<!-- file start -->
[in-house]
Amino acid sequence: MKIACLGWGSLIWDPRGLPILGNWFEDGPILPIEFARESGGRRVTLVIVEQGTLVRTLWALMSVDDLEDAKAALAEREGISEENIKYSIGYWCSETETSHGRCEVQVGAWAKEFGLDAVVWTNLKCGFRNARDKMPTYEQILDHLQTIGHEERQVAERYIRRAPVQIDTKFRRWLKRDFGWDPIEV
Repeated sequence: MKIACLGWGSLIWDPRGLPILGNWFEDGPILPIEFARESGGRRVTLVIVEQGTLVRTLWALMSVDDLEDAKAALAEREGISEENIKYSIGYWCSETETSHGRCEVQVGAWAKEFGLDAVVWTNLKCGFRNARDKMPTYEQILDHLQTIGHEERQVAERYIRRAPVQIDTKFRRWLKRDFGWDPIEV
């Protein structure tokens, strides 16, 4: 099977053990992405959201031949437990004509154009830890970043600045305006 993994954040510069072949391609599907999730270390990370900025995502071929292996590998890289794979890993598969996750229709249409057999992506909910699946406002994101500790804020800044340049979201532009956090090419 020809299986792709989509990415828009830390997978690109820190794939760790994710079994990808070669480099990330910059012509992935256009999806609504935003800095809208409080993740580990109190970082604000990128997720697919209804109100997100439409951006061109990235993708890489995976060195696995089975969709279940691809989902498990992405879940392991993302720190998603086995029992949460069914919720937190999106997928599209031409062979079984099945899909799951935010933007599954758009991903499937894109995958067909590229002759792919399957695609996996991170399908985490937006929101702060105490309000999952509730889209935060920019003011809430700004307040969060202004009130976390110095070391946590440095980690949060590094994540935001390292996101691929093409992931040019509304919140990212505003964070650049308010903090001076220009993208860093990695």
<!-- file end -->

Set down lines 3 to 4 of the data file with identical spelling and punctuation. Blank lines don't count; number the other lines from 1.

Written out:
Repeated sequence: MKIACLGWGSLIWDPRGLPILGNWFEDGPILPIEFARESGGRRVTLVIVEQGTLVRTLWALMSVDDLEDAKAALAEREGISEENIKYSIGYWCSETETSHGRCEVQVGAWAKEFGLDAVVWTNLKCGFRNARDKMPTYEQILDHLQTIGHEERQVAERYIRRAPVQIDTKFRRWLKRDFGWDPIEV
């Protein structure tokens, strides 16, 4: 099977053990992405959201031949437990004509154009830890970043600045305006 993994954040510069072949391609599907999730270390990370900025995502071929292996590998890289794979890993598969996750229709249409057999992506909910699946406002994101500790804020800044340049979201532009956090090419 020809299986792709989509990415828009830390997978690109820190794939760790994710079994990808070669480099990330910059012509992935256009999806609504935003800095809208409080993740580990109190970082604000990128997720697919209804109100997100439409951006061109990235993708890489995976060195696995089975969709279940691809989902498990992405879940392991993302720190998603086995029992949460069914919720937190999106997928599209031409062979079984099945899909799951935010933007599954758009991903499937894109995958067909590229002759792919399957695609996996991170399908985490937006929101702060105490309000999952509730889209935060920019003011809430700004307040969060202004009130976390110095070391946590440095980690949060590094994540935001390292996101691929093409992931040019509304919140990212505003964070650049308010903090001076220009993208860093990695």